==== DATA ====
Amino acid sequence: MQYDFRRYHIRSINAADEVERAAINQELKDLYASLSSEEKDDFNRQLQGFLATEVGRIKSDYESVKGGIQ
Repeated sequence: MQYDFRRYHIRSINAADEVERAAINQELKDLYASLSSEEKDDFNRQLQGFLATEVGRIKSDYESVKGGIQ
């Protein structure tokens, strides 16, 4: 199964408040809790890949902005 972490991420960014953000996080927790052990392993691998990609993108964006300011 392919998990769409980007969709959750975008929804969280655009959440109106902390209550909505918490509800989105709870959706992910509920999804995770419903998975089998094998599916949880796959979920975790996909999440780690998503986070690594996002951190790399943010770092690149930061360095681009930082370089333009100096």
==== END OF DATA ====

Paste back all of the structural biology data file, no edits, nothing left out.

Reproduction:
Amino acid sequence: MQYDFRRYHIRSINAADEVERAAINQELKDLYASLSSEEKDDFNRQLQGFLATEVGRIKSDYESVKGGIQ
Repeated sequence: MQYDFRRYHIRSINAADEVERAAINQELKDLYASLSSEEKDDFNRQLQGFLATEVGRIKSDYESVKGGIQ
């Protein structure tokens, strides 16, 4: 199964408040809790890949902005 972490991420960014953000996080927790052990392993691998990609993108964006300011 392919998990769409980007969709959750975008929804969280655009959440109106902390209550909505918490509800989105709870959706992910509920999804995770419903998975089998094998599916949880796959979920975790996909999440780690998503986070690594996002951190790399943010770092690149930061360095681009930082370089333009100096």